judges will be announced about the
middle of June. Among the judges
in the past are Thornton Wilder,
Henry Seidel Canby, Wolcott Gibbs,
Betty Smith, John Kieran, and Mar-
tin Flavin.



END OF IL DUCE-This closeun picture of the battered body of Benito
Mussolini was made shortly after he 'and a group of fascist leaders
were executed in the Italian village of Dongo, about 45 miles north of
Willow Run Shut-down To Relieve
Labor Shortage Here--Hamberg


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0w#4 a UNTRY

The German announcement came
just three days after the execution of
Hitler's fallen Axis partner, Benito
Mussolini, at the hands of Italian
patriots in northern Italy.
The announcement came just as
American tanks plunged into the Inn
River village of Braunnau, Austria,
where Adolf Hitler was born on April
20, 1889.
Makes Impassioned Plear
Doenitz, the tough, 53-year-old
naval officer who made his reputa-
tion as chief of submarines and then
was elevated to command of the
dwindling German Navy, made a
brief, impassioned plea to the Ger-
man people.
He demanded they continue the
struggle, concluding, "If we do all
that is in our power, God will not

Veterans Meet Today...
Instructions concerning their
part in the War Loan Drive will be
given campus veterans at a meet-
ing of the Veterans Organization
at 7:30 p.m. EWT (6:30 p.m. CWT)
today, in Lane Hall, John Crispin,
president, announced yesterday.
Forsythe at Meeting - .
Dr. Warren E. Forsythe, Health
Service Director, left for Minneapo-
lis, Minn. yesterday to attend a two-
day meeting of the American Asso-
ciation of Student Health Service.
Health problems of students, es-
pecially of returning veterans, will
be discussed at the meeting, which
is regional rather than national this

With the Willow Run plant's pro-
duction stoppage, "Ann Arbor's war-
time labor shortage is finally licked,"
Lawrence Hamberg, director of the
local United States Employment Ser-
vice, said yesterday.
"Although there are still essen-
tial war production jobs available
in Ann Arbor, the expected influx
of 800 to 1,000 bomber plant work-
ers should put the local labor situ-
ation under control," he pointed
Correct Mock
Corrections in the report on the
mock United Nations confereice have
been pointed out by members of the
Post-War Council.
The student representative of Rus-
sia registered the dissenting vote on
the adoption of the revised Dum-
barton Oaks charter, the council said,
rather than on the question of send-
ing the charter to the American dele-
gation in San Francisco as previously
stated. Vote on the latter .question
was unanimous.
Russia refused to accept the char-
ter, the council explained, because
of a provision made by the student
delegates that a unanimous vote of
the Big Five would not be required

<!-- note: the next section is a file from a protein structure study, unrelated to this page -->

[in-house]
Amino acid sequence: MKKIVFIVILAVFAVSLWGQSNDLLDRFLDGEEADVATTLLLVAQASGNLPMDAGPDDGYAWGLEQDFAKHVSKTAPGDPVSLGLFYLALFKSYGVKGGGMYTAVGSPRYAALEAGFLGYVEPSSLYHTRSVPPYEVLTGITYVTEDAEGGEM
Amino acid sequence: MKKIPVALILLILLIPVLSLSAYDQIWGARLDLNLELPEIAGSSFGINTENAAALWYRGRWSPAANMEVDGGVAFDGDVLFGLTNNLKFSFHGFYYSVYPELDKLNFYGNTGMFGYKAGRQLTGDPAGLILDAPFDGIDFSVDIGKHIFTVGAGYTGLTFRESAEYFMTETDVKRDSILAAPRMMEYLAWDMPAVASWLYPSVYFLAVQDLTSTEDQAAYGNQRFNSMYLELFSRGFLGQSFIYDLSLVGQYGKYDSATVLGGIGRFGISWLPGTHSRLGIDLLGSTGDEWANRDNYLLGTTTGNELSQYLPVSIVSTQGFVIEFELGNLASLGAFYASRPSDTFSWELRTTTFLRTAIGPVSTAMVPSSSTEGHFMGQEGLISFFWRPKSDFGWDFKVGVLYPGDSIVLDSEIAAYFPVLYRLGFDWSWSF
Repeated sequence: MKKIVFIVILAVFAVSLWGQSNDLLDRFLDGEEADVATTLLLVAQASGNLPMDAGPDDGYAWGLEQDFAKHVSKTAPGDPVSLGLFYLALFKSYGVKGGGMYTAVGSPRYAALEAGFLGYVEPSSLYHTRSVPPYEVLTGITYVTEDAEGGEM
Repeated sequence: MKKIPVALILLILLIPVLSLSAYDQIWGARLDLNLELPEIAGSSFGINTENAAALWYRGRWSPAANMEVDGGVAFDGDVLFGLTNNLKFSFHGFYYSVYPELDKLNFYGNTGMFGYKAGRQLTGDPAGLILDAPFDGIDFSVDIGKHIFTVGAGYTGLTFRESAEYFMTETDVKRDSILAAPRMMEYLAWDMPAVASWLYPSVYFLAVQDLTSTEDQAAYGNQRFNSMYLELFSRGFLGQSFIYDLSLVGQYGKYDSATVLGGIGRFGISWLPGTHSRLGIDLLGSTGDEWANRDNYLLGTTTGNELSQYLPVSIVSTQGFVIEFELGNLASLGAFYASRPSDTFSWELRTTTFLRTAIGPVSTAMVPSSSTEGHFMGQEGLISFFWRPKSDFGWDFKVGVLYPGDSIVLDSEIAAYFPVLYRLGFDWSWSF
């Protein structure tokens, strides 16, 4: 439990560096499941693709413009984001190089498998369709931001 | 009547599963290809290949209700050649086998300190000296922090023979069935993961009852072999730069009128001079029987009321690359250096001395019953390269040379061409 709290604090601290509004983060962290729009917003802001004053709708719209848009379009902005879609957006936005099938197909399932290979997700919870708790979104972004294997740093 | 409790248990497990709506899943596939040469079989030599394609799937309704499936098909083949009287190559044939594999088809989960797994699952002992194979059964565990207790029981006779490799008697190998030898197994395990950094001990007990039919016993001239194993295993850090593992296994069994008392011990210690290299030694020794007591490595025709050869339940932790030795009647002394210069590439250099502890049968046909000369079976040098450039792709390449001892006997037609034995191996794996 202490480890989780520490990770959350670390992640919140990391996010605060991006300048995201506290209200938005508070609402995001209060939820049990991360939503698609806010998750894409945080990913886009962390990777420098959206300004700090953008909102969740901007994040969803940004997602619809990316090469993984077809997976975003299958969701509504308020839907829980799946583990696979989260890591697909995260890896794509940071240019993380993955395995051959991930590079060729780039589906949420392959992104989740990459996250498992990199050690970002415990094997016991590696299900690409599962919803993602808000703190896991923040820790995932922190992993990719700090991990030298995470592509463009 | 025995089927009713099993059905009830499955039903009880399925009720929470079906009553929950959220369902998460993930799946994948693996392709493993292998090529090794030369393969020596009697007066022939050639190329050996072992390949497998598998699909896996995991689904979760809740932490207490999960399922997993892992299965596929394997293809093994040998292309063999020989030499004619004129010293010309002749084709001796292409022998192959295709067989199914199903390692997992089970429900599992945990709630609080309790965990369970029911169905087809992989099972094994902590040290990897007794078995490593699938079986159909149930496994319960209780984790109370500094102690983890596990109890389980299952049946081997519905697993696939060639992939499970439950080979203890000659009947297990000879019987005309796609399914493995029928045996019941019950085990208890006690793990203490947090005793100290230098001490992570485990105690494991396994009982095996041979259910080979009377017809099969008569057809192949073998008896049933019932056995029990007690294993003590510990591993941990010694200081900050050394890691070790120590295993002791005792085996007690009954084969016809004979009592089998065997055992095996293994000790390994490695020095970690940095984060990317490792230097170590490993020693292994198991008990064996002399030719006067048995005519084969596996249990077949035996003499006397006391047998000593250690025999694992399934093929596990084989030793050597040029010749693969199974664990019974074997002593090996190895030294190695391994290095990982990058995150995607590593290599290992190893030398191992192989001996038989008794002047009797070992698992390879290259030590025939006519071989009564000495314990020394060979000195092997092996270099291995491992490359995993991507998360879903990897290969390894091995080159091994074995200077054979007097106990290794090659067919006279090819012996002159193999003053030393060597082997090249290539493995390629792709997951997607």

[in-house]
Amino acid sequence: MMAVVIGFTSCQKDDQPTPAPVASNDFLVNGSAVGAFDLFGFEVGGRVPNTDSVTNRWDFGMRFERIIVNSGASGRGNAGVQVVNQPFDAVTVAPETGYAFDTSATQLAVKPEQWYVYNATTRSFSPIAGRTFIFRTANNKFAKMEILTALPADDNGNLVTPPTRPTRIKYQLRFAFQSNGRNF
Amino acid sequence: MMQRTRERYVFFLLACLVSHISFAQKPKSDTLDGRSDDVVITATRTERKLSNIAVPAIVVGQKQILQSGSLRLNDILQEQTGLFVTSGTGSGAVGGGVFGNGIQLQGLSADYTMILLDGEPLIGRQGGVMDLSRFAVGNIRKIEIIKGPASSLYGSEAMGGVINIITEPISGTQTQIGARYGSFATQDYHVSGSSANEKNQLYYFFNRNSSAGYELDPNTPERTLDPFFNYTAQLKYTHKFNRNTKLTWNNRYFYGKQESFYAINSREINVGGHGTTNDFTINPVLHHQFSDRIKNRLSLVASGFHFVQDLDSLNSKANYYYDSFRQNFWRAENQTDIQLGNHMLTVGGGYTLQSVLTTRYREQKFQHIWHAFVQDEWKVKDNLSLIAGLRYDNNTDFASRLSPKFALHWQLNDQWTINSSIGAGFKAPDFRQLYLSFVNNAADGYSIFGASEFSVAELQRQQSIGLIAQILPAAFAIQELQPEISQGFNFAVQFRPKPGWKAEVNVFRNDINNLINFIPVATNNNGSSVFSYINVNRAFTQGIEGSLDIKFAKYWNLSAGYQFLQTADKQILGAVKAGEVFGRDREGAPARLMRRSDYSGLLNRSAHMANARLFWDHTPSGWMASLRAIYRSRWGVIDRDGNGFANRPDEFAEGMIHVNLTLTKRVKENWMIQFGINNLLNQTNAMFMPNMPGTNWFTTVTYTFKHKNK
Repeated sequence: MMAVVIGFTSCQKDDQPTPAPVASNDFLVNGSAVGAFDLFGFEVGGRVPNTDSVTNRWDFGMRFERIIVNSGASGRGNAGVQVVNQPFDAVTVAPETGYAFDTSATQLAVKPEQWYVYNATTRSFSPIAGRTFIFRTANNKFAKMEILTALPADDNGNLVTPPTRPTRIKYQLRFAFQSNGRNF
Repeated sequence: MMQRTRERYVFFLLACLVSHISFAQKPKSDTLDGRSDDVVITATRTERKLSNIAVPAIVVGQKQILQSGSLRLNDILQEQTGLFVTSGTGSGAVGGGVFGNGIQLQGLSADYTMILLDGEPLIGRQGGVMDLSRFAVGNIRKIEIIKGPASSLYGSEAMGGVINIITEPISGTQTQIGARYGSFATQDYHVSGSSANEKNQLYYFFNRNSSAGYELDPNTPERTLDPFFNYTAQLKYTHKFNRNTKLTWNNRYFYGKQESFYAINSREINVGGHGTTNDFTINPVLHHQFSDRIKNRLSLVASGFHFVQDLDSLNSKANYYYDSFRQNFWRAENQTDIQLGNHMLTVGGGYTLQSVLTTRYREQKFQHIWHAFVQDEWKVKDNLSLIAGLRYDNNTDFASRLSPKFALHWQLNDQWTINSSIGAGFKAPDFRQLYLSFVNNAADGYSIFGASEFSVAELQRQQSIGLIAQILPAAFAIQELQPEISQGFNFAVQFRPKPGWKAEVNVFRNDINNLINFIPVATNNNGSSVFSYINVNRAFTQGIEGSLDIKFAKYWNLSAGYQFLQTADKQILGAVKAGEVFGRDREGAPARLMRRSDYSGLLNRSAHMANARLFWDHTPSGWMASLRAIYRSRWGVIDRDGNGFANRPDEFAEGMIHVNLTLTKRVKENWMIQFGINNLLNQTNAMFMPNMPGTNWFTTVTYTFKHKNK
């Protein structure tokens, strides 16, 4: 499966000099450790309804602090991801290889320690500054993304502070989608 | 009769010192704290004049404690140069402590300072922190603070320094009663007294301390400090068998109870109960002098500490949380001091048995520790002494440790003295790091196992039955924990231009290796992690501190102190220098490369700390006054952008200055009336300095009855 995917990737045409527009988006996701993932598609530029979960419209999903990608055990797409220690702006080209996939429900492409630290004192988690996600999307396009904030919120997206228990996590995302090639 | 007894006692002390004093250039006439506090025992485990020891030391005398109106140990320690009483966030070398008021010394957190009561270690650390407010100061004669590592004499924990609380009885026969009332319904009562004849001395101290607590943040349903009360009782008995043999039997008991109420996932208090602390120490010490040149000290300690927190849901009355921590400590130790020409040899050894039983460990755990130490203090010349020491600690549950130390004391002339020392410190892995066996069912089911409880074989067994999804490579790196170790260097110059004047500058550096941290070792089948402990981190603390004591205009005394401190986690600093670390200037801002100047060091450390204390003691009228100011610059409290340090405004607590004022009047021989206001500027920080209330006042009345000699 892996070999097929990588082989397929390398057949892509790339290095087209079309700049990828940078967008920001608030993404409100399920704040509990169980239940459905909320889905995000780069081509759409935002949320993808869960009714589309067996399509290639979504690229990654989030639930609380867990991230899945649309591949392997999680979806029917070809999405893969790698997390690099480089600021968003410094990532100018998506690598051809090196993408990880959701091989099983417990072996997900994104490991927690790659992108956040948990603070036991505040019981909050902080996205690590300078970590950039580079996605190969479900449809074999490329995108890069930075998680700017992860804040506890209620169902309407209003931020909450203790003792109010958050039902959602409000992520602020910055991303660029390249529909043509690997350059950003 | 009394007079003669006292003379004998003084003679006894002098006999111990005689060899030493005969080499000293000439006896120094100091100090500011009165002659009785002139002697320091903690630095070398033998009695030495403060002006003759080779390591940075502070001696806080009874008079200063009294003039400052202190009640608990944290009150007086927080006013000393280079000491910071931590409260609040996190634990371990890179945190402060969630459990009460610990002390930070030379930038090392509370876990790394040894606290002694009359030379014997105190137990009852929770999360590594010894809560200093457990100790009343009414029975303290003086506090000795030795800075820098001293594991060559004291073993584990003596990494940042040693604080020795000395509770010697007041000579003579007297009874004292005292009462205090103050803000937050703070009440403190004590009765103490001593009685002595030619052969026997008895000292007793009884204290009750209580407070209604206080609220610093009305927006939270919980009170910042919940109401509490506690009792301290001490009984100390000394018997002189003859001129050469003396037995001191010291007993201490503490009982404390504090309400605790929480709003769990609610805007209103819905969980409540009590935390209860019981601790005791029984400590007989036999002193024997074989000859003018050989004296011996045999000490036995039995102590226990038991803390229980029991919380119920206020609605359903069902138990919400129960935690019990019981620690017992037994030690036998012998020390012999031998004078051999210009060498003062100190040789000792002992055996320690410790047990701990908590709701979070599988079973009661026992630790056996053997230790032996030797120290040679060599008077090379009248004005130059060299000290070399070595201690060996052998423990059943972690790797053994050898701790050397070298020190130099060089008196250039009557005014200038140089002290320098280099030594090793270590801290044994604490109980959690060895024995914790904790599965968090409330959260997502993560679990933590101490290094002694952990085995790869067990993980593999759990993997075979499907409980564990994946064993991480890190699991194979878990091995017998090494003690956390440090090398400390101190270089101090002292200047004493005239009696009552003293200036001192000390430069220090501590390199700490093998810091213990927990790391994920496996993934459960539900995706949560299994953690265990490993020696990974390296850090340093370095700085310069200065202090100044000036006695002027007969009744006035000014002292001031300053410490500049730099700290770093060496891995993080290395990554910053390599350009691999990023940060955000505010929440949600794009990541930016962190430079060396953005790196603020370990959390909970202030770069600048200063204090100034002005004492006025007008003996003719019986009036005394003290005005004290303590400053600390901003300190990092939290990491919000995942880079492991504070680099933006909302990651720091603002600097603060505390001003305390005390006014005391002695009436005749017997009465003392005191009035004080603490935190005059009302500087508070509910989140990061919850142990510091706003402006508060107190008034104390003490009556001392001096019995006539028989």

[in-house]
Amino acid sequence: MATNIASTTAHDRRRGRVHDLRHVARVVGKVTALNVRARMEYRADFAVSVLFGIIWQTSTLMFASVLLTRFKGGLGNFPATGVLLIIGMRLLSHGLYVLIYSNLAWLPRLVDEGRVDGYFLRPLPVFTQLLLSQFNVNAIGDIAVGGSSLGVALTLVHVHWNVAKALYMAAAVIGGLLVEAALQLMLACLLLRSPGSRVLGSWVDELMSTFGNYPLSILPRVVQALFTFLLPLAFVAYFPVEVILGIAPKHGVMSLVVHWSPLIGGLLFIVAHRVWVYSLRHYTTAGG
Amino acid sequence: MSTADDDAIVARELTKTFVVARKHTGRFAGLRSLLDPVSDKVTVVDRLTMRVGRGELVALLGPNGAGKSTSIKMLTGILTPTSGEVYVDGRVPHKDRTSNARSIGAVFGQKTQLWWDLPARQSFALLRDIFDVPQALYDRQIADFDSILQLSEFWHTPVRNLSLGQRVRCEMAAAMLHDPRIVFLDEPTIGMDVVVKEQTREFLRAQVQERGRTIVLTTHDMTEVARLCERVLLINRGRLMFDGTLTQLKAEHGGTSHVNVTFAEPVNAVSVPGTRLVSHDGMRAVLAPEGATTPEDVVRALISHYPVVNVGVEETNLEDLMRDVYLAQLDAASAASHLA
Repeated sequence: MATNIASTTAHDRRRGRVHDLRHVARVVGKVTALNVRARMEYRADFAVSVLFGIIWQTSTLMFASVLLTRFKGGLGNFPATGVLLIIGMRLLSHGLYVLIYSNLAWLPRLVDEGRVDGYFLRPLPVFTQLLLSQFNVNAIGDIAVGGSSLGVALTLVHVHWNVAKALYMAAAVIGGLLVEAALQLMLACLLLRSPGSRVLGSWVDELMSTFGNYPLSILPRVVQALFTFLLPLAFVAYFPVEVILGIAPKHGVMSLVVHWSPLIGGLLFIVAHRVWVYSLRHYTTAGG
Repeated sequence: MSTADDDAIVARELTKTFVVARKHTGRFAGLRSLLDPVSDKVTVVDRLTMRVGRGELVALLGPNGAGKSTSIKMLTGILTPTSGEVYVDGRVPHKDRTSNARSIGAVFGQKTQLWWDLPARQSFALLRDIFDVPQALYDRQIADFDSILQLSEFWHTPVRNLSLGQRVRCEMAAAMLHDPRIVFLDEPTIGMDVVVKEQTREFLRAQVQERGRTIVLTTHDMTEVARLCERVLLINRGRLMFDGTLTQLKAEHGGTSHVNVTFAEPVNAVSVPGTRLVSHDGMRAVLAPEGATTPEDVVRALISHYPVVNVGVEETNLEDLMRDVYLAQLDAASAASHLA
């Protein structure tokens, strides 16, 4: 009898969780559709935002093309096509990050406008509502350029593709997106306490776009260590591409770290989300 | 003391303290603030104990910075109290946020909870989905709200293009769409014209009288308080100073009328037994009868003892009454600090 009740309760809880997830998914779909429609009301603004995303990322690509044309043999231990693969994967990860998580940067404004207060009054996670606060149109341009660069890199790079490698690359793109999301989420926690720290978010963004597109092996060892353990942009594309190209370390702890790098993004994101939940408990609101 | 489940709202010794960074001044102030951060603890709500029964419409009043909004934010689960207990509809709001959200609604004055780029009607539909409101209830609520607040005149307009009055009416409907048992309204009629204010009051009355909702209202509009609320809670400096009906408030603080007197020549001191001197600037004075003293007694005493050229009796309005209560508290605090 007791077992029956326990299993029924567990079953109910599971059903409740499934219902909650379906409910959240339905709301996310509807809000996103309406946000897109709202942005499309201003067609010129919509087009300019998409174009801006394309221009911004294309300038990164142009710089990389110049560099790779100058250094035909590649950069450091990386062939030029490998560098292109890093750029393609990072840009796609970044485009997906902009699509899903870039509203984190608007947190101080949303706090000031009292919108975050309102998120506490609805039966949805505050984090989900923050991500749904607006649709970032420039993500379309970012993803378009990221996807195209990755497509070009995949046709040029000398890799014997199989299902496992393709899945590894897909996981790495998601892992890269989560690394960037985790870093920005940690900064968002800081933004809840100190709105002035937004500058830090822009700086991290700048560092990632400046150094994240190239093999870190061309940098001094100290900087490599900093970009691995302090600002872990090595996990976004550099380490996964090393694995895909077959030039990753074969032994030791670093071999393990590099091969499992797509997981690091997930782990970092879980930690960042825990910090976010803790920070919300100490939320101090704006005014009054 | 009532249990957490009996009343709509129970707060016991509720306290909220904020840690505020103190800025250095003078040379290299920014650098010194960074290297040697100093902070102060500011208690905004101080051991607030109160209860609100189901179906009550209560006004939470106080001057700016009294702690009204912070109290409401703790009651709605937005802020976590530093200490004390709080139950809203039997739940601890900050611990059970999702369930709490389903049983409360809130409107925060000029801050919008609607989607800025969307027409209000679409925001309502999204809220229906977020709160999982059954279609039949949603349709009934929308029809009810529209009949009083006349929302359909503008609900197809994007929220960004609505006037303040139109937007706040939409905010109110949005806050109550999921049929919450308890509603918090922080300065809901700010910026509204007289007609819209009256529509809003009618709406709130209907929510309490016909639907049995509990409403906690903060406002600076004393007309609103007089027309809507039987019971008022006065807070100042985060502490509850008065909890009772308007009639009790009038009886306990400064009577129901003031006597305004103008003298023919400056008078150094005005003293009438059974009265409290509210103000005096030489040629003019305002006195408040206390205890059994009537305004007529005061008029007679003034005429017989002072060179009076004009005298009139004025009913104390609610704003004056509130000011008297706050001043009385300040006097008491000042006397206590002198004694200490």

to determine action against an ag-
gressor. The change, it was stated,
would deprive Russia of the veto
power given to her in the Yalta
agreements. The delegates agreed
that merely a 314 majority vote would
be necessary.

"The main problem of today's war
production," Hamberg explained, "is
labor mobility - shifting workers
from plants like Willow Run to other
manufacturing centers."
Laborers must remember that the
war is not yet won, he said, "there
are still plenty of essential jobs in
southern Michigan towns and cities."
Hamberg revealed that the bomber
plant is laying off workers at the
rate of more than 600 per day.
"Factories in this area, supplying
the Willow Run plant, have not been
too hard hit by the production cut,
although some plants have gone on
a 40-hour work week," he continued.
Regarding reconversion plans of
local plants, llamberg stated that
"most of the factories in this area
are devoting some time to post-war
change-over plans."
"For the time being, however, the
WMC considers it wise to continue
civilian production planning on a
limited scale," he added.
Food Handling Lecture
To Be Presented Today
Second of the series of lectures on
sanitation of food handling will be
presented at 8 p.m. EWT (7 p.m.
CWT) today in the Rackham Amphi-
The lectures of John Veenstra of
the City Health Department and
Melbourne Murphy, Health Service
sanitarian, will be illustrated by two
films. The purpose of these lectures
is to inform food handlers and the
general public of the proper methods
and techniques in food handling.




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"Chorale Prelude" (Bach-Ormandy), organ music 7,87
"Concerto No. 2" (Brahms), Horowitz and Toscanini 6.82
"Emperor Concerto" (Beethoven), played by Serkin 5.77
"Quintet in E Flat Major" (Schumann), played by Serkin 4.72
"Moonlight Sonata" (Beethoven), played by Serkin ..2.62
"Toccata and Fugue in E Minor" (Bach), played by Serkin 1.05